Table 1
Distribution of putative S/MARs in housekeeping and tissue specific genes.

The observation that the 5' regulatory regions of Hkg are less enriched in S/MARs in comparison with Tsg might be related to the distribution of housekeeping genes in the genome. Housekeeping genes cluster in chromosomes and therefore, they often would be present in distinct chromatin domains along with housekeeping genes that have a co-ordinated expression [9,10]. The data showing preferential absence of S/MARs in the 3' regions in Hkg further lend support to this hypothesis. On the other hand, tissue specific genes are known to be dispersed in gene dense as well as heterochromatic regions [9,11]. It may be necessary for them to shield themselves against the effects of positive and negative cis-acting elements of adjacent regions in order to maintain tissue specific expression profile. In this context, the boundary elements or the insulator model has been proposed earlier [11]. S/MARs function as boundary elements and their co-localisation with insulators such as the Drosophila gypsy element is also reported [12,13]. They also function as boundary elements in in vitro systems by shielding away the position effect [14]. Some earlier reports have suggested a role for S/MARs in maintaining tissue specific gene expression [15]. More recently, the 5'-HS4 chicken-globin insulator is known to have a CTCF protein binding dependent matrix association [16]. Hence, the over representation of S/MARs seen in Tsg set might possibly be associated with a boundary element function.

Our results on the prediction performance of the programs have been quite different from the previous reports [7]. We find that MAR Finder (an under predictor) predicts more number of S/MAR regions in our dataset in comparison to ChrClass program (an over predictor) [7]. This may be attributed to the use of the advanced version of MAR Finder in our study wherein, new parameters/features have been added in the form of the "New MAR Rules" option.

Analysis of nucleosomal organisation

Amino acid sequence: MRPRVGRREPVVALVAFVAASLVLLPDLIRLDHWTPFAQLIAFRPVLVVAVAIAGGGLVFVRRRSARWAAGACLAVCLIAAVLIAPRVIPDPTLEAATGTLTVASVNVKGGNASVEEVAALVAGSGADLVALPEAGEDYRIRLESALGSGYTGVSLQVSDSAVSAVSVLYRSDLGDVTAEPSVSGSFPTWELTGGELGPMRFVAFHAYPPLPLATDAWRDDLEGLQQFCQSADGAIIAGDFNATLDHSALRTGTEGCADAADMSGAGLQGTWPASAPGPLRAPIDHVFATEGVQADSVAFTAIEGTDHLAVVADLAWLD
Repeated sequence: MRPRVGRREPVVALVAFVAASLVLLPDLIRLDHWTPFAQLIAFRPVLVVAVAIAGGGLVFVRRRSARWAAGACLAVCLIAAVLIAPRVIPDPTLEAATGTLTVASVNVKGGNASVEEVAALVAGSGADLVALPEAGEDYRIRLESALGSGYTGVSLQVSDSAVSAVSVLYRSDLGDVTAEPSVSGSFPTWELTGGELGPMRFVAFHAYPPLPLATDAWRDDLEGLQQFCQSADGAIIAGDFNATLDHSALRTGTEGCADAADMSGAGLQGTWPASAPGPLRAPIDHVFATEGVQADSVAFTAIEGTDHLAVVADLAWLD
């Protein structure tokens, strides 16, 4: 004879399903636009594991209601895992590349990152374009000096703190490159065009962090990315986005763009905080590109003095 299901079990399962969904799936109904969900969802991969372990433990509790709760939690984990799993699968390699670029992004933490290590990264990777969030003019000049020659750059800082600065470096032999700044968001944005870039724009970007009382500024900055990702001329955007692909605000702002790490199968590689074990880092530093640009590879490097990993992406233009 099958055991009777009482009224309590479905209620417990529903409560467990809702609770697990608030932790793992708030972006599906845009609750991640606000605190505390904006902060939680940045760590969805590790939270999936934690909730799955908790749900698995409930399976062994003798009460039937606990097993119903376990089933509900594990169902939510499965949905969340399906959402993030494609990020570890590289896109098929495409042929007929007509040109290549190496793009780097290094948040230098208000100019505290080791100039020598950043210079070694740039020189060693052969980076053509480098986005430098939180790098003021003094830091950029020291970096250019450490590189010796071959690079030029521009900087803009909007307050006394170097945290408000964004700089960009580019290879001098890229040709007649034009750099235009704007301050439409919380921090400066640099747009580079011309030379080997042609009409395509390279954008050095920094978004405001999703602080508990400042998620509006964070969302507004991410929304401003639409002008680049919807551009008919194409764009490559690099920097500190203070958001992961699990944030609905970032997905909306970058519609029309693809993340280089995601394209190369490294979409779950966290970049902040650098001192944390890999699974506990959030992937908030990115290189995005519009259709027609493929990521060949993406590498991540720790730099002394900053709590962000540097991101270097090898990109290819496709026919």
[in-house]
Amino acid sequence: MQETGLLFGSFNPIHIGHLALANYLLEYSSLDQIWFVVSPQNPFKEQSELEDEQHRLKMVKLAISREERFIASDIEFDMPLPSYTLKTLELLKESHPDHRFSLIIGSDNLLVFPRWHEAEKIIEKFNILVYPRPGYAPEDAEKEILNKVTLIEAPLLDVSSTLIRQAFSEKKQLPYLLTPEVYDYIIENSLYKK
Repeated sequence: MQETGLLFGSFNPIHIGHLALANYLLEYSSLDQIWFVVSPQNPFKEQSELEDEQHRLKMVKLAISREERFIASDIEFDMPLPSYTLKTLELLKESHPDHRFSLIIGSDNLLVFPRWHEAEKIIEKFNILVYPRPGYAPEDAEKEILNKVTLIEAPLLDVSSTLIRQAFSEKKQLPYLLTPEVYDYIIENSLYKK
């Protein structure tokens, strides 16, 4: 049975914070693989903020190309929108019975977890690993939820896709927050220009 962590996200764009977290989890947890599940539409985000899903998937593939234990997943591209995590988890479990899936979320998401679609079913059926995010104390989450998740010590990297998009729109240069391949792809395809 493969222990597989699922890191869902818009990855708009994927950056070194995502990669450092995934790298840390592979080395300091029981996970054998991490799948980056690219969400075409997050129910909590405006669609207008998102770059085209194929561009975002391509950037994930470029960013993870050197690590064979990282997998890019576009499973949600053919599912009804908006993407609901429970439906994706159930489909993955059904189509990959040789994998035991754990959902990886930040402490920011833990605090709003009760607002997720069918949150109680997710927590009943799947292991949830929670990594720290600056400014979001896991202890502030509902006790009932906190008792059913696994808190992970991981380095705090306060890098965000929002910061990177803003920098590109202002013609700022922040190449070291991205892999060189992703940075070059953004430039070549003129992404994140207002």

The primary template for local and global changes in the chromatin structure of a chromosome is the nucleosomal unit [4]. Chromatin structure and nucleosomal organisation over the promoter regions play a major role in regulation of expression of downstream gene(s) [6,17]. The nucleosome distribution would depend upon the occurrence of nucleosome destabilising elements as well as nucleosome forming sequences. We have analysed both these parameters in our study.

Nucleosome destabilising elements

Nucleosome destabilising/excluding elements such as poly (dA.dT) and (CCGNN)n in promoter regions have been implicated in maintaining constitutive gene expression [18-21]. At the functional level, it is known that poly (dA.dT) elements increase the accessibility of promoters of HIS3, URA3 and Ilv1 in yeast to the cognate transcription factor [18]. With the increasing length of poly (dA.dT) repeat, the availability of the sequences to transcription factors improves and similarly, with increasing lengths, the propensity to exclude nucleosomes increases for (CCGNN)n sequence motif as demonstrated in yeast and mammalian systems [19-21]. It has been demonstrated that (CCGNN)n sequences promote meiotic recombination and activated HIS4 expression by generating open chromatin [22].

We hypothesised that the differential distribution of nucleosome exclusion elements might be one of the mechanisms involved in maintaining distinct nucleosomal organisation of the housekeeping and tissue specific genes. The frequency of pure poly (dA.dT) stretches >10 bp and (CCGNN)2–5 in the 2000 bp 5' cis-regulatory regions of human Hkg and Tsg(s) were analysed. A significant enrichment of poly (dA.dT) elements in the upstream regions of Hkg is seen in comparison to Tsg (Table (Table2).2). The t-test for the difference in distribution of poly (dA.dT) stretches (>10 bp) between Hkg and Tsg show significant P-values in the different lengths of the stretches examined.

Table 2
Distribution of poly (dA.dT) repeats of various lengths in the 5' upstream regions of housekeeping and tissue specific genes.

In Hkg, 670 repeats of (CCGNN)2–5 were detected as against 430 in Tsg. (CCGNN)2 was the most prevalent repeat unit and uninterrupted repeat units (>5 mers) were not found in the sequence sets. Although shorter repeat units (2–5 mers) have not been studied for nucleosome exclusion, they might play a role in destabilising the histone octamer [20]. Further, many of them form a part of longer interrupted stretches. The t-test for difference in distribution of (CCGNN)2–5 between Hkg and Tsg shows a significant P-value of 1.71E-06.

Nucleosome formation potential scores and expression level of genes

Using Recon, Levitsky et al (2001) have examined the nucleosome formation potential of 3 classes of human genes namely, Hkg, Tsg and widely expressed genes that differ in their spatial expression status [2]. Their report, based on a small sample size of around 200 genes shows the difference in the nucleosome formation potential between these 3 classes of genes in the upstream 50 bp from the transcription start site. In this study, we examined the nucleosome formation potential values in upstream 2000 bp of 5' regions of Hkg and Tsg and their correlation with gene expression levels with the complete set of 1083 genes.